How Unknown and Unsigned Artist Chris Janson Dominated iTunes

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BY JOSEPH HUDAK

With the dream-big anthem “Buy Me a Boat” and the help of an influential country DJ, the independent artist hit Number One.

For all of Friday and most of Saturday last week, the Number One slot on iTunes’ country songs chart was occupied by a rail-thin singer-harmonica player named Chris Janson and his simple man’s salute to dreaming big, “Buy Me a Boat.” The song, which fantasizes about winning the lottery and purchasing a country boy’s wish list of toys, was edging out hits like Sam Hunt’s “Take Your Time,” Zac Brown Band’s “Homegrown” and Cole Swindell’s “Ain’t Worth the Whiskey,” all of them in regular rotation on country radio. “Buy Me a Boat,” however, did not have the same luxury. Nor did Janson, a relative unknown to those outside of Nashville, have a major record label supporting him. For that matter, he had no label at all.

Which is exactly what had Music City insiders buzzing this weekend about the surprise buoyancy of “Boat.”

But with a reputation for being a thrilling live performer (one major-label band swears he’s the one act they’ll never follow) and the respect of the Grand Ole Opry, where he has performed more than 60 times, Janson released his new song to iTunes on Friday with goodwill on his side.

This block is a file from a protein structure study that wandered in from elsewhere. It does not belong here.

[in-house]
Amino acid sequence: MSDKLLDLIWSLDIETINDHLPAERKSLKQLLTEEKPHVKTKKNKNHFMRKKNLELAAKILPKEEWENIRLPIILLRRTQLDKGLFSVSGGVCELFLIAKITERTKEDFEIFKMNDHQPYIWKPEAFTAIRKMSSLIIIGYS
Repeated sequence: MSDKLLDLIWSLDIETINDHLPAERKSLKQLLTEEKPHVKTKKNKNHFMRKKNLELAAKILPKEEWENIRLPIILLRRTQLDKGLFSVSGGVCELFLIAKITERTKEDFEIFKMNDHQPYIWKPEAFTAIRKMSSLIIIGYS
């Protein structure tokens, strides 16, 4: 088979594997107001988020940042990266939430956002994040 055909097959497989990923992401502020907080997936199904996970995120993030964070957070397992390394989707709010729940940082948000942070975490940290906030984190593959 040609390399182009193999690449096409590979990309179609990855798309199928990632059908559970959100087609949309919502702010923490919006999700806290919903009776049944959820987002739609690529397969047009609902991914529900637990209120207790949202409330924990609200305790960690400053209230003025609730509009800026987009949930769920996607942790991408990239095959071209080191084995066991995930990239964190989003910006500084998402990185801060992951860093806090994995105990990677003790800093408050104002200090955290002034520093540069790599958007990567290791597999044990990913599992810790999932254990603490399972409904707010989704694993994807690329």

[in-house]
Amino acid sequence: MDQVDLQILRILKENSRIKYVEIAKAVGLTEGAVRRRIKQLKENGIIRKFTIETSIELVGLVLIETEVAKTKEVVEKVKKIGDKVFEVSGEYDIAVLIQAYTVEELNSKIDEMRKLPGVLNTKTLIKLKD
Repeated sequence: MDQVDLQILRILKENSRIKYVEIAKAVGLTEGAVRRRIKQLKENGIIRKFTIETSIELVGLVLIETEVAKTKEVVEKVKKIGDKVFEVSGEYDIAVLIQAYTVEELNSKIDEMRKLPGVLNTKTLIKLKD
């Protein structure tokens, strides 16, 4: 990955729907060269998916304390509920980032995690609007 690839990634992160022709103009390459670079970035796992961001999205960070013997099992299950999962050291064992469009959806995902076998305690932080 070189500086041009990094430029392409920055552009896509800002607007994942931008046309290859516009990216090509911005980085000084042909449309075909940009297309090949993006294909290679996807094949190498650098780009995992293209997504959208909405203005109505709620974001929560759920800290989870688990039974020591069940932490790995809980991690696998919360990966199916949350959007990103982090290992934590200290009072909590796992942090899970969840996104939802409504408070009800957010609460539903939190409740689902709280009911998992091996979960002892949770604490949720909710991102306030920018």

As well as the communicative power of a rogue DJ: Bobby Bones. It was Bones, who after getting ahold of “Buy Me a Boat” on Friday morning, gave it a high-profile endorsement on his nationally syndicated Bobby Bones Show.

Janson awoke that day to the sound of his phone ringing. It was Bones, who promptly put him on the air as the song inched its way up the iTunes chart. When it hit Number One, the host suggested that the Missouri native — who cut his teeth playing for tips at Tootsie’s Orchid Lounge when he moved to Nashville nine years ago — could finally pull the trigger on that titular boat. “I’m going to buy diapers,” replied Janson, somewhat bewildered. He and his wife and manager, Kelly, welcomed a son just last year.

It’s such an everyman attitude that helped Janson instantly connect with Bones’ listeners and set “Buy Me a Boat” afloat. (Listen to the song below.)

“Chris is really talented, and he’s a good dude. We don’t hang out or anything outside of the show, but I like him a lot. And I loved the song,” Bones tells Rolling Stone Country. “It’s not often that I play completely untested, unsigned artists — because it’s not really good for ratings. Aside from any politics, generally people don’t like new music. They like to hear the hits that they know and they’ve been downloading. But I thought the song was so good, I said screw it. Within one play of the song, it was a Top 30 download. We were freaking out.”

Two more spins later, “Buy Me a Boat” rose even higher, eventually reaching Number One. It would also peak at Number Seven on the all-genre list, ahead of Taylor Swift.